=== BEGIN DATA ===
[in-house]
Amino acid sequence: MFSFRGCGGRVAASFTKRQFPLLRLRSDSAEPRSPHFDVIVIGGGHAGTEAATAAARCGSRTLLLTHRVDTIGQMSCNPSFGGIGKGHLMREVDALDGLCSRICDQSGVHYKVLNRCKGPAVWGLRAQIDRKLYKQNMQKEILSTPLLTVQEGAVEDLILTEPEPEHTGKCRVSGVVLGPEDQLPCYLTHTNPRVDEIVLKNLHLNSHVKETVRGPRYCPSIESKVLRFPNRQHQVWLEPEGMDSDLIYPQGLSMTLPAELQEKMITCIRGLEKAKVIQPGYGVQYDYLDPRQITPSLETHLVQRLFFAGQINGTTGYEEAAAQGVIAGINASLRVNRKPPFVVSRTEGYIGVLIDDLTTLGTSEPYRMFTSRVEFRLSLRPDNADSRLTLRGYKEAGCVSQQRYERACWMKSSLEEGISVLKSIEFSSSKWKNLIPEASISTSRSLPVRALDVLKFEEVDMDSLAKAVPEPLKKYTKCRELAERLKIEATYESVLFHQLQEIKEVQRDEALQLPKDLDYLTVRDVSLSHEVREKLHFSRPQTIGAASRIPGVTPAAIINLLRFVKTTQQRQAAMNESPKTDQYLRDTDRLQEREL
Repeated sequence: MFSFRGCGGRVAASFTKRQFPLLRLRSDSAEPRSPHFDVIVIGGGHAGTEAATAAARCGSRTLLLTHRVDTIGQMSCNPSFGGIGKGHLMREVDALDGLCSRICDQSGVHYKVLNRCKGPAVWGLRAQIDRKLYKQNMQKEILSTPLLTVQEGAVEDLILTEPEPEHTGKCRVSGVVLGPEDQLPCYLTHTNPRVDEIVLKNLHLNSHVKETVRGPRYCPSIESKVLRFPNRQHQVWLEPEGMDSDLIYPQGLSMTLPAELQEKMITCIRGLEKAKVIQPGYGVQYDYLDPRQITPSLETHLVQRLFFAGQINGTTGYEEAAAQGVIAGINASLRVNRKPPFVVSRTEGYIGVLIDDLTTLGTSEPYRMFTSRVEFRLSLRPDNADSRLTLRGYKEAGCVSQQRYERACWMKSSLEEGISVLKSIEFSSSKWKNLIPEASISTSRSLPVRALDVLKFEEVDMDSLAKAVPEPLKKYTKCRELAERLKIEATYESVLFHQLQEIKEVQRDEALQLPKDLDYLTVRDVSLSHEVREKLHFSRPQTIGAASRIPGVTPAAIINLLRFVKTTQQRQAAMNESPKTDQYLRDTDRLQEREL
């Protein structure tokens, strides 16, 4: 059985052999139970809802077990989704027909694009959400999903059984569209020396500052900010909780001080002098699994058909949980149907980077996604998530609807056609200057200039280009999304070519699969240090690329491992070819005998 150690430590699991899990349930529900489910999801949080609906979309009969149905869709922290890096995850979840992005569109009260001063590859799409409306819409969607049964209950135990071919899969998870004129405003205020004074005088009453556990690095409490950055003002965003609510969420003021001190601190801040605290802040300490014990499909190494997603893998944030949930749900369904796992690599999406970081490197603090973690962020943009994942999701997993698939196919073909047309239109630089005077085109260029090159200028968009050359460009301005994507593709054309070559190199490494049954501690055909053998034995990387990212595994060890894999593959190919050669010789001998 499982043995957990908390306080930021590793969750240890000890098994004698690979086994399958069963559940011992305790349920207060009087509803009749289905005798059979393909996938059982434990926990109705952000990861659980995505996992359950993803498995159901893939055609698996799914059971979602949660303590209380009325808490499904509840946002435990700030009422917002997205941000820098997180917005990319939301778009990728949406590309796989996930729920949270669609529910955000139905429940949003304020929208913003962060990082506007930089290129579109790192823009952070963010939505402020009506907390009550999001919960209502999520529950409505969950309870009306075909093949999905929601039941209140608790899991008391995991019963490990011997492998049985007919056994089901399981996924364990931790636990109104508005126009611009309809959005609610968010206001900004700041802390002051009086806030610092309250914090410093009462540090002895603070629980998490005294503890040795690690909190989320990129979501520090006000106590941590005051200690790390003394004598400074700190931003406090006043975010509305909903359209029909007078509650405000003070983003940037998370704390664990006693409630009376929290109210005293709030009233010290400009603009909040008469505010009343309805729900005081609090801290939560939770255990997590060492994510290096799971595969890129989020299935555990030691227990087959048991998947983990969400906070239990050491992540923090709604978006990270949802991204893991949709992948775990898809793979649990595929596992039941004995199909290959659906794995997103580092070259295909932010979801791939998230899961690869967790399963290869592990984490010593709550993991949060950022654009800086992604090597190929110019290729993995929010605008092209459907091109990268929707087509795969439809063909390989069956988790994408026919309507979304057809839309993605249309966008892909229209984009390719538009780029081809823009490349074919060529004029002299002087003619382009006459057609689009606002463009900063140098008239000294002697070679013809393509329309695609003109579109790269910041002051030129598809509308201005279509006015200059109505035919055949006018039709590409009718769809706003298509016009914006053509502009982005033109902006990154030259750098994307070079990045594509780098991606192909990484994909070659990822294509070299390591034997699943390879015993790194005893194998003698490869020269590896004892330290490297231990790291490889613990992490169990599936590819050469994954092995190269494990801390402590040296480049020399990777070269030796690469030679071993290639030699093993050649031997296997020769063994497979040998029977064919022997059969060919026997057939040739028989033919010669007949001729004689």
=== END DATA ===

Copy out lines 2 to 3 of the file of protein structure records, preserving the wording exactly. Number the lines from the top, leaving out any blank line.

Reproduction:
Amino acid sequence: MFSFRGCGGRVAASFTKRQFPLLRLRSDSAEPRSPHFDVIVIGGGHAGTEAATAAARCGSRTLLLTHRVDTIGQMSCNPSFGGIGKGHLMREVDALDGLCSRICDQSGVHYKVLNRCKGPAVWGLRAQIDRKLYKQNMQKEILSTPLLTVQEGAVEDLILTEPEPEHTGKCRVSGVVLGPEDQLPCYLTHTNPRVDEIVLKNLHLNSHVKETVRGPRYCPSIESKVLRFPNRQHQVWLEPEGMDSDLIYPQGLSMTLPAELQEKMITCIRGLEKAKVIQPGYGVQYDYLDPRQITPSLETHLVQRLFFAGQINGTTGYEEAAAQGVIAGINASLRVNRKPPFVVSRTEGYIGVLIDDLTTLGTSEPYRMFTSRVEFRLSLRPDNADSRLTLRGYKEAGCVSQQRYERACWMKSSLEEGISVLKSIEFSSSKWKNLIPEASISTSRSLPVRALDVLKFEEVDMDSLAKAVPEPLKKYTKCRELAERLKIEATYESVLFHQLQEIKEVQRDEALQLPKDLDYLTVRDVSLSHEVREKLHFSRPQTIGAASRIPGVTPAAIINLLRFVKTTQQRQAAMNESPKTDQYLRDTDRLQEREL
Repeated sequence: MFSFRGCGGRVAASFTKRQFPLLRLRSDSAEPRSPHFDVIVIGGGHAGTEAATAAARCGSRTLLLTHRVDTIGQMSCNPSFGGIGKGHLMREVDALDGLCSRICDQSGVHYKVLNRCKGPAVWGLRAQIDRKLYKQNMQKEILSTPLLTVQEGAVEDLILTEPEPEHTGKCRVSGVVLGPEDQLPCYLTHTNPRVDEIVLKNLHLNSHVKETVRGPRYCPSIESKVLRFPNRQHQVWLEPEGMDSDLIYPQGLSMTLPAELQEKMITCIRGLEKAKVIQPGYGVQYDYLDPRQITPSLETHLVQRLFFAGQINGTTGYEEAAAQGVIAGINASLRVNRKPPFVVSRTEGYIGVLIDDLTTLGTSEPYRMFTSRVEFRLSLRPDNADSRLTLRGYKEAGCVSQQRYERACWMKSSLEEGISVLKSIEFSSSKWKNLIPEASISTSRSLPVRALDVLKFEEVDMDSLAKAVPEPLKKYTKCRELAERLKIEATYESVLFHQLQEIKEVQRDEALQLPKDLDYLTVRDVSLSHEVREKLHFSRPQTIGAASRIPGVTPAAIINLLRFVKTTQQRQAAMNESPKTDQYLRDTDRLQEREL